By Ken Kukral
As this point in the market if you ask the President of a multi-line insurance company where they are losing money, they will respond Workers Compensation and Homeowners. With the lack of profitability in these two lines of insurance you have witnessed price increases over the last 2 years with no end in sight. In fact many industry experts will say these products have been underpriced for years and are now finally catching up with the market.
What can you do about it? There is not a simple solution but you can actually do something about it. A few suggestions:
1. Roofing claims. When you have a roofing loss, a lot of times it ends up becoming a “total loss” on the roof since they can’t match the shingles. This means that the loss can end up being $4,000 to $20,000. Now I can understand a legitimate loss where a section of the roof is blown off, but many times this is not the type of claim we are talking about. The losses that end up happening are of two types:
– Where the roof is old and shingles blow off due to regular wear and tear and it was actually time to do a roof replacement. The insurance policy is not a “maintenance” policy and in a perfect world the insured will understand and will just make the roof replacement themselves. This will never happen. They will EXPECT that their roof be replaced. So how can this be avoided? Well, if you do some “loss control” and discuss with your clients that the “useful life” of their roof has hit its deadline at 25 years and recommend that they get estimates to get the roof replaced. This could also be a time to recommend they get trees cut back from the house that could potentially fall and damage the house. With more and more carriers changing their underwriting guidelines to go ACV on the roof after it hits the 25 year benchmark it will be in the best interests to be proactive about roof replacement.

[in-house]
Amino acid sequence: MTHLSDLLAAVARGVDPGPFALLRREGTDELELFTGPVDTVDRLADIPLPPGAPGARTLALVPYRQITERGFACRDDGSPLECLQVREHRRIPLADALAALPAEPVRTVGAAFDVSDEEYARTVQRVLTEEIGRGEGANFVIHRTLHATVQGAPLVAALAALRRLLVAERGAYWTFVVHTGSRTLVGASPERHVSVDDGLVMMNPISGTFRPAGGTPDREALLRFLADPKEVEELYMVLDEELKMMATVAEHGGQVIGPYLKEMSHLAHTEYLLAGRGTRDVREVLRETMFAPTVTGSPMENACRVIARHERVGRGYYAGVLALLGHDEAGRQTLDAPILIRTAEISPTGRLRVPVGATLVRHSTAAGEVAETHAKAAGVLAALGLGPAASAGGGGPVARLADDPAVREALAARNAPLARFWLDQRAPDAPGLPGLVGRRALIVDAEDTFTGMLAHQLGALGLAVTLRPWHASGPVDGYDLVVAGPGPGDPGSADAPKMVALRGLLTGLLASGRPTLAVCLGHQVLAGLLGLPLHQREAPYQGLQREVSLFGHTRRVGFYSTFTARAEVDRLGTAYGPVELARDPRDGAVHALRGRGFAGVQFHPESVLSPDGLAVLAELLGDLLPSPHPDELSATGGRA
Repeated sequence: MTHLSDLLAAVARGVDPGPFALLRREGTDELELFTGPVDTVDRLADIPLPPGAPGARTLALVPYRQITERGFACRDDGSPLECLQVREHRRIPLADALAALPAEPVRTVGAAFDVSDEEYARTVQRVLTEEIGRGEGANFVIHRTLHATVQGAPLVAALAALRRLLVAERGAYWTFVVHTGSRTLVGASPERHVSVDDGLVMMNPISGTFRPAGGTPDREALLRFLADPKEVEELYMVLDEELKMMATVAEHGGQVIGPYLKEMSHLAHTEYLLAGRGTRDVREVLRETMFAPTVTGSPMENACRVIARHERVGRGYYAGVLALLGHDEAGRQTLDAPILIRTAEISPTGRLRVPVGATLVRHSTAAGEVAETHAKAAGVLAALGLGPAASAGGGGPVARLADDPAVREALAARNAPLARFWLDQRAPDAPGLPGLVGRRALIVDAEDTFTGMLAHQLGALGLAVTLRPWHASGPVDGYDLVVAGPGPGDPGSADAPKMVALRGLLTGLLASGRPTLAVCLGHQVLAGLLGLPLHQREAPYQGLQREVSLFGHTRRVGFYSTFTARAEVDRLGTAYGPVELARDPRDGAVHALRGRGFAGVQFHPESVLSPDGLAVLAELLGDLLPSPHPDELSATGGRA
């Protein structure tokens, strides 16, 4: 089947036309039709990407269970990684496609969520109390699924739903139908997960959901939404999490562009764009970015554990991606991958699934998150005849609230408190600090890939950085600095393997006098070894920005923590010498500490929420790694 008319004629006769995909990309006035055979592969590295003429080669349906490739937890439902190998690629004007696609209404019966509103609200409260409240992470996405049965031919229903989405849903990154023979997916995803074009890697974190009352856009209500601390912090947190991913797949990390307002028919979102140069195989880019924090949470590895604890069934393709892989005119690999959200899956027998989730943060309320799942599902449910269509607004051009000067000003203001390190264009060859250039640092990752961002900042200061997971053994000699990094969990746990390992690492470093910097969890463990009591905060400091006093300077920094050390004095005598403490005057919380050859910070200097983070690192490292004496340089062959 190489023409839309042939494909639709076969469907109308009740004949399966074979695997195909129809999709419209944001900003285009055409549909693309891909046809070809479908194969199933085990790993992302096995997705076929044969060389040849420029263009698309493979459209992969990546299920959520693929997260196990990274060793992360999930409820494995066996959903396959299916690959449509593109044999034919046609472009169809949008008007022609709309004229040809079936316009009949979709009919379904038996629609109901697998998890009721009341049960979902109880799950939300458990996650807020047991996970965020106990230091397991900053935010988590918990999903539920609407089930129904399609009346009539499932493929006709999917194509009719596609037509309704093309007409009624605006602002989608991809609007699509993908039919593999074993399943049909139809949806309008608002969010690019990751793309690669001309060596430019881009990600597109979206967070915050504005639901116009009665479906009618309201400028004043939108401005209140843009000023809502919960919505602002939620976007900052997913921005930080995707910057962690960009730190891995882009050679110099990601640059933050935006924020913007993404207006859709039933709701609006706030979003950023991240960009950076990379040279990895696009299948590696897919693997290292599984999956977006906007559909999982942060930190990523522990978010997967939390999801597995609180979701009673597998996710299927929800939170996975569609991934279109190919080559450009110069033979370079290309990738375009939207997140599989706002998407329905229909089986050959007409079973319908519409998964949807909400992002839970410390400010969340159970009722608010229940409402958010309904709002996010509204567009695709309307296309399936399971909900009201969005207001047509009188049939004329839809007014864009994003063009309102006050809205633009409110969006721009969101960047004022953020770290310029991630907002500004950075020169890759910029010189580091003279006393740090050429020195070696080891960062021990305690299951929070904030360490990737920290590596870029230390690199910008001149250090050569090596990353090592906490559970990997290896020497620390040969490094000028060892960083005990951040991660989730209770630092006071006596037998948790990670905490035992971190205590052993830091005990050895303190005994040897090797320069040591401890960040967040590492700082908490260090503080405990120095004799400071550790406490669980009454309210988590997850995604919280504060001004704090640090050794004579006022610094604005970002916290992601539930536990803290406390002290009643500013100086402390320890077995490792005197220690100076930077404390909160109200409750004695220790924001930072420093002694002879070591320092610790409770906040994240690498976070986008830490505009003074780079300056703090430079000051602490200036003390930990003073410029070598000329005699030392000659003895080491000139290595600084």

– The other type of claim we are seeing is when a storm comes through and out pop the “storm chasers”. These are the roofing companies that approach your homeowners or neighbors of your homeowners and as a “public service” inform them that they may have experienced roof damage from the recent hail storm. They will gladly go up on the roof and “check it out”. It is amazing that nearly every time they do this, they find damage. Now an insurance company can bring in their own “roofing expert” and try to deny or refute the claim, but then they will look like the bad guys. So many times they have little choice but to do a roof replacement. Then the contractor goes down the street and “solicits” more business. Next thing you know a half dozen homes are having their roof replaced. Then they hit on your client. When your carrier denies the claim, they are the “big bad insurance company”. So how can you prevent this type of claim? This one is a bit tougher to prevent. All you can do is educate your client that can happen after a storm. Let them know what to look out for. If they need their insurance carrier to come out and inspect the roof then have them do that. Stay in contact with your client so that they feel they are being listened to and taken care of. They will then be less likely to fall for the “storm chasers” that will come around after a storm. Many times these storm chasers will not be local roofing companies, not have the proper bonding or insurance coverage or will have a “questionable” past. You may want to go as far as aligning your agency with a couple strong reputable roofers who will go out and help you with the inspections and only pursue legitimate claims.